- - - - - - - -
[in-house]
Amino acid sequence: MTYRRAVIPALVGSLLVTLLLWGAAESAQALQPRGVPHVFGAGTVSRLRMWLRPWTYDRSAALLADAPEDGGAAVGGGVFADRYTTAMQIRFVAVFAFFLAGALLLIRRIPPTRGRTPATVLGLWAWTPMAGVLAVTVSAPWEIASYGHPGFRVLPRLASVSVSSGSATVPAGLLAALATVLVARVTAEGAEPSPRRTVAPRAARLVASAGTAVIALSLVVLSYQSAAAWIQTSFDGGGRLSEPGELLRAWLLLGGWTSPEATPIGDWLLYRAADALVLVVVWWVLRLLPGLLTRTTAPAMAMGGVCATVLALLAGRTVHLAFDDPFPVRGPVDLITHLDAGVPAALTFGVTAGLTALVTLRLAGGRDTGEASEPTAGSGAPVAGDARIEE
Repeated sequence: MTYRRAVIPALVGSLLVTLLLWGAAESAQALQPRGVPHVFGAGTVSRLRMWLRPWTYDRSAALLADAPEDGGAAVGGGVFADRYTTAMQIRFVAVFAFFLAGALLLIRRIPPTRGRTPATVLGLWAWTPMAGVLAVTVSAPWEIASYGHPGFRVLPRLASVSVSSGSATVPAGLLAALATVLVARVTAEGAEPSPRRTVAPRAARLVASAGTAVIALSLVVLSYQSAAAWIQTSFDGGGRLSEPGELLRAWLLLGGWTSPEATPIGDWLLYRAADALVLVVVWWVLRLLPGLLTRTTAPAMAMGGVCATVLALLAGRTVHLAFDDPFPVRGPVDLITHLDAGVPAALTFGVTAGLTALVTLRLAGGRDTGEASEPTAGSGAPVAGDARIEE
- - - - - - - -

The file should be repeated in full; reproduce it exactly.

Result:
[in-house]
Amino acid sequence: MTYRRAVIPALVGSLLVTLLLWGAAESAQALQPRGVPHVFGAGTVSRLRMWLRPWTYDRSAALLADAPEDGGAAVGGGVFADRYTTAMQIRFVAVFAFFLAGALLLIRRIPPTRGRTPATVLGLWAWTPMAGVLAVTVSAPWEIASYGHPGFRVLPRLASVSVSSGSATVPAGLLAALATVLVARVTAEGAEPSPRRTVAPRAARLVASAGTAVIALSLVVLSYQSAAAWIQTSFDGGGRLSEPGELLRAWLLLGGWTSPEATPIGDWLLYRAADALVLVVVWWVLRLLPGLLTRTTAPAMAMGGVCATVLALLAGRTVHLAFDDPFPVRGPVDLITHLDAGVPAALTFGVTAGLTALVTLRLAGGRDTGEASEPTAGSGAPVAGDARIEE
Repeated sequence: MTYRRAVIPALVGSLLVTLLLWGAAESAQALQPRGVPHVFGAGTVSRLRMWLRPWTYDRSAALLADAPEDGGAAVGGGVFADRYTTAMQIRFVAVFAFFLAGALLLIRRIPPTRGRTPATVLGLWAWTPMAGVLAVTVSAPWEIASYGHPGFRVLPRLASVSVSSGSATVPAGLLAALATVLVARVTAEGAEPSPRRTVAPRAARLVASAGTAVIALSLVVLSYQSAAAWIQTSFDGGGRLSEPGELLRAWLLLGGWTSPEATPIGDWLLYRAADALVLVVVWWVLRLLPGLLTRTTAPAMAMGGVCATVLALLAGRTVHLAFDDPFPVRGPVDLITHLDAGVPAALTFGVTAGLTALVTLRLAGGRDTGEASEPTAGSGAPVAGDARIEE